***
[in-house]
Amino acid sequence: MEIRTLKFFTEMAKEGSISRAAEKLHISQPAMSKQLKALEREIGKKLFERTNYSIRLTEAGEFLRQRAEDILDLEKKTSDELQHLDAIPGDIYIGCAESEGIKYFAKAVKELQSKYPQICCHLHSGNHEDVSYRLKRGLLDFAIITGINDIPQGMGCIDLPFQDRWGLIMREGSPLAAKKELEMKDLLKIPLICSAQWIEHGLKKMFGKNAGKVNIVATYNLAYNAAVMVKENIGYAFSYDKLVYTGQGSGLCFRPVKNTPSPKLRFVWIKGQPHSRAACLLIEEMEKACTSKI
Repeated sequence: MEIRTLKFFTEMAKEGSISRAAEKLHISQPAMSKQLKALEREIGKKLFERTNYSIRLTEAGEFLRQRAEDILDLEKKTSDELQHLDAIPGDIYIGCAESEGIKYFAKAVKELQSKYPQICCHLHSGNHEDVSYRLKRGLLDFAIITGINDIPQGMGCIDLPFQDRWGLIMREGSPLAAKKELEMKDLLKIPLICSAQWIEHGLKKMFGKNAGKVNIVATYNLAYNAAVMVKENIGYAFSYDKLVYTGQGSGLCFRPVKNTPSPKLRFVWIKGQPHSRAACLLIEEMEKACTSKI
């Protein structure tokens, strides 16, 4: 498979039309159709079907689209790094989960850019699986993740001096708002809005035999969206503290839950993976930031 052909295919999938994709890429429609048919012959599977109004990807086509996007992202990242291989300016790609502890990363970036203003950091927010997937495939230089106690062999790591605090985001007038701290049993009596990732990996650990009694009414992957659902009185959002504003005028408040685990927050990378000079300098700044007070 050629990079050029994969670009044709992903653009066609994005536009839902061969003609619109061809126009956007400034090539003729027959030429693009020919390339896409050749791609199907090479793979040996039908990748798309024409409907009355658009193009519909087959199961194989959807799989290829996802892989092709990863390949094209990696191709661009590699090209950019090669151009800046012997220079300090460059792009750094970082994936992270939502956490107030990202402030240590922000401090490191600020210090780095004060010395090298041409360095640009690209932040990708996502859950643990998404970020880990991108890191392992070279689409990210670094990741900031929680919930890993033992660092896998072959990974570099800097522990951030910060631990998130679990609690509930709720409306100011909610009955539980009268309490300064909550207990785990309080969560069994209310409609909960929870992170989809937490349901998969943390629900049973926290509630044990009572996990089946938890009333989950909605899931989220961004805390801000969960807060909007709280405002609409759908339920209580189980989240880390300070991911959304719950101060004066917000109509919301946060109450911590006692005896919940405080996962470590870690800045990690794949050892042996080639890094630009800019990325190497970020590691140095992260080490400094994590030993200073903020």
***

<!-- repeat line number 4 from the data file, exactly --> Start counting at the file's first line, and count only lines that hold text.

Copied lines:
């Protein structure tokens, strides 16, 4: 498979039309159709079907689209790094989960850019699986993740001096708002809005035999969206503290839950993976930031 052909295919999938994709890429429609048919012959599977109004990807086509996007992202990242291989300016790609502890990363970036203003950091927010997937495939230089106690062999790591605090985001007038701290049993009596990732990996650990009694009414992957659902009185959002504003005028408040685990927050990378000079300098700044007070 050629990079050029994969670009044709992903653009066609994005536009839902061969003609619109061809126009956007400034090539003729027959030429693009020919390339896409050749791609199907090479793979040996039908990748798309024409409907009355658009193009519909087959199961194989959807799989290829996802892989092709990863390949094209990696191709661009590699090209950019090669151009800046012997220079300090460059792009750094970082994936992270939502956490107030990202402030240590922000401090490191600020210090780095004060010395090298041409360095640009690209932040990708996502859950643990998404970020880990991108890191392992070279689409990210670094990741900031929680919930890993033992660092896998072959990974570099800097522990951030910060631990998130679990609690509930709720409306100011909610009955539980009268309490300064909550207990785990309080969560069994209310409609909960929870992170989809937490349901998969943390629900049973926290509630044990009572996990089946938890009333989950909605899931989220961004805390801000969960807060909007709280405002609409759908339920209580189980989240880390300070991911959304719950101060004066917000109509919301946060109450911590006692005896919940405080996962470590870690800045990690794949050892042996080639890094630009800019990325190497970020590691140095992260080490400094994590030993200073903020």